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Products geared for seniors, like compression socks, are seen in the new Wellwise store in Toronto on September 19, 2017.

JENNIFER ROBERTS/The Globe and Mail

Shopping for a cane or for adult diapers has never been anyone's idea of a fun day out.

In fact, the retail environment offering more specialized products for those who are aging or who have medical conditions usually feels clinical at best and, at worst, downright bleak.

Loblaw Cos Ltd. is experimenting with changing that. This Saturday, its Shoppers Drug Mart division will launch a pilot store in Toronto under a new retail brand called Wellwise, which will also launch an e-commerce site next month.

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"Customers want to age more powerfully, not just comfortably," said Shoppers senior vice-president Theresa Firestone, standing in the brightly-lit Wellwise store as workers finished construction. "They want to focus on wellness, not illness."

While the baby boomer generation is often held up as a new kind of older consumer, the fact is that no one has ever liked aging, or the joyless necessities that come along with it. The real difference is that the expanding population of seniors gives them more collective clout than ever before, as consumers. Canada's 2016 census numbers showed that for the first time, the population of those aged 65 or older has surpassed the number of Canadians under 15. Businesses increasingly must grapple with the demands of that aging population.

Shoppers owns 49 Home Health Care stores in Canada, which sell specialty products most consumers would rather not think about needing. The existing stores don't do much to brighten up the experience. In one Toronto store, under pallid fluorescent lights, rows of utilitarian metal shelving were differentiated only by blue signs with forthright labels such as "incontinence," "wound care" and "bathroom safety."

By contrast, the Wellwise store is colourful and divided into broader categories, with a large yellow sign for "active living," a green "mobility" section and orange for "tools and gadgets," among others. The purple "personal care" section has more sensitive products tucked into a section in the back, allowing for more privacy than the typical shelf in the middle of a store with a blaring "incontinence" sign.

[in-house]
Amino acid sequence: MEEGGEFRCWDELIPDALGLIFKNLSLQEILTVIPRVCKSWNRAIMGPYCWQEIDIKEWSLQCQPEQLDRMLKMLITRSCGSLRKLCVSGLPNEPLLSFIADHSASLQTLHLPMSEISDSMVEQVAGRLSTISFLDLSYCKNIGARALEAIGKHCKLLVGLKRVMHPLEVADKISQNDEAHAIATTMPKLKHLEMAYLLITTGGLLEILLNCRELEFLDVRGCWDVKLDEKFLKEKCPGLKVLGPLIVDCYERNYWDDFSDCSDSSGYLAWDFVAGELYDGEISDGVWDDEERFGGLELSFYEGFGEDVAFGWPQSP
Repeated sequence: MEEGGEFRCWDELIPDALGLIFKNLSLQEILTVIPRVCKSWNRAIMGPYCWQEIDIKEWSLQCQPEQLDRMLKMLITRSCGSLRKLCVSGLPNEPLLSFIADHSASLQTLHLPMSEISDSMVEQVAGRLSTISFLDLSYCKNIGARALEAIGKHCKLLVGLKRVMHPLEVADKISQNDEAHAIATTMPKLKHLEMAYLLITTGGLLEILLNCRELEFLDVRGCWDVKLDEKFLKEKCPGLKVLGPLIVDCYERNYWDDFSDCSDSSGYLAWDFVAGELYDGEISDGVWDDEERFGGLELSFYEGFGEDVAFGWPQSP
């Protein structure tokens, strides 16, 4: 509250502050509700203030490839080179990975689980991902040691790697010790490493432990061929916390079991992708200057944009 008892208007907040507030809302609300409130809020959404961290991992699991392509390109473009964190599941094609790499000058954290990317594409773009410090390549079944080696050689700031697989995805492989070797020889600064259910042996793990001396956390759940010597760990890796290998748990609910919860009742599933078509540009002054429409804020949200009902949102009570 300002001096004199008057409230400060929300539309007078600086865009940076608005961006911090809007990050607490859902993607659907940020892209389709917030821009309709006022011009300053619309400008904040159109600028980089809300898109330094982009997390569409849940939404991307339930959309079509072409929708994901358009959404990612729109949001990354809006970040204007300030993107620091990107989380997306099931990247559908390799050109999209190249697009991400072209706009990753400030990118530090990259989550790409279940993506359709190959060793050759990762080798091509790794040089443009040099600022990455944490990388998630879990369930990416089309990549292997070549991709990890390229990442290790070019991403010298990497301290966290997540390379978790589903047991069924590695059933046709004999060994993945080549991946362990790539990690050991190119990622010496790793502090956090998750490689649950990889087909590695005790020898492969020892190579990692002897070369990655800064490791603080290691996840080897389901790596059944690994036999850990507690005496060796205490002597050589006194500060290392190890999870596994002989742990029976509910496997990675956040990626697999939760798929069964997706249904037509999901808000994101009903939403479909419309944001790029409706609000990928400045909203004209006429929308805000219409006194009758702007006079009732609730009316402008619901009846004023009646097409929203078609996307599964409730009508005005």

It is also broadening the types of products offered: aromatherapy kits, lightweight padded dumbbells and travel accessories such as collapsible backpacks and sun hats are displayed alongside the more typical Home Health Care fare. These are targeted to seniors who want to lead more active lives, as well as the caregivers shopping for them who may browse longer and spend more if they can also pick up something for themselves.

The company has been looking for new vendors to expand its product offering and has been in discussions with current suppliers about making products more appealing. A bamboo shower seat is on order for those who want something more stylish than a blocky plastic version. Compression socks come in a wider range of patterns and colours. A kicky mobility scooter on display has a stitched leather seat, shiny black and silver fenders and motorcycle-like handles.

"Everything doesn't have to be beige," Ms. Firestone said.

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Home Health Care is a relatively small business compared with the 1,300 stores under the flagship Shoppers brand, but it caters to a growing consumer segment as Canada's population continues to age. With 40 of its 49 stores located in Ontario, there is room to expand: By mid-October, the pilot will expand to include a new e-commerce site selling typical Home Health Care products under the Wellwise brand. Pharmacists could direct customers who can't find what they need at a typical Shoppers store to the website, which will be available across Canada except in Quebec. There are plans to launch a French-language site in future.

In addition to one-off purchases, the site will offer a subscription service to automatically ship frequently used items at regular intervals – a bid to encourage brand loyalty. All shipments will arrive in plain brown Wellwise boxes, so that sensitive purchases are not visible to neighbours or postal workers.

Ads promoting the new brand will feature older people in vibrant, active settings, such as a grey-haired hiker on a hilltop.

The pilot project comes out of research Shoppers did last year, in which Shoppers spoke to roughly 5,000 people who had been to a Home Health Care store or who are in the target demographic (which includes both those with conditions or who are aging, and an estimated six million people in Canada who are caregivers). It found that people were looking for a less "clinical," and over all more positive, shopping experience.

"There's a change in the conversation around aging," said Scott Wilks, vice-president of Shoppers Home Health Care.

Ms. Firestone would not say when the new Wellwise design might expand to other Home Health Care locations, but said that the company would be monitoring the response to the pilot store.

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"We saw that there was an unmet need for a lot of our customers," Ms. Firestone said. "… Shopping is usually fun. This should be fun, too."

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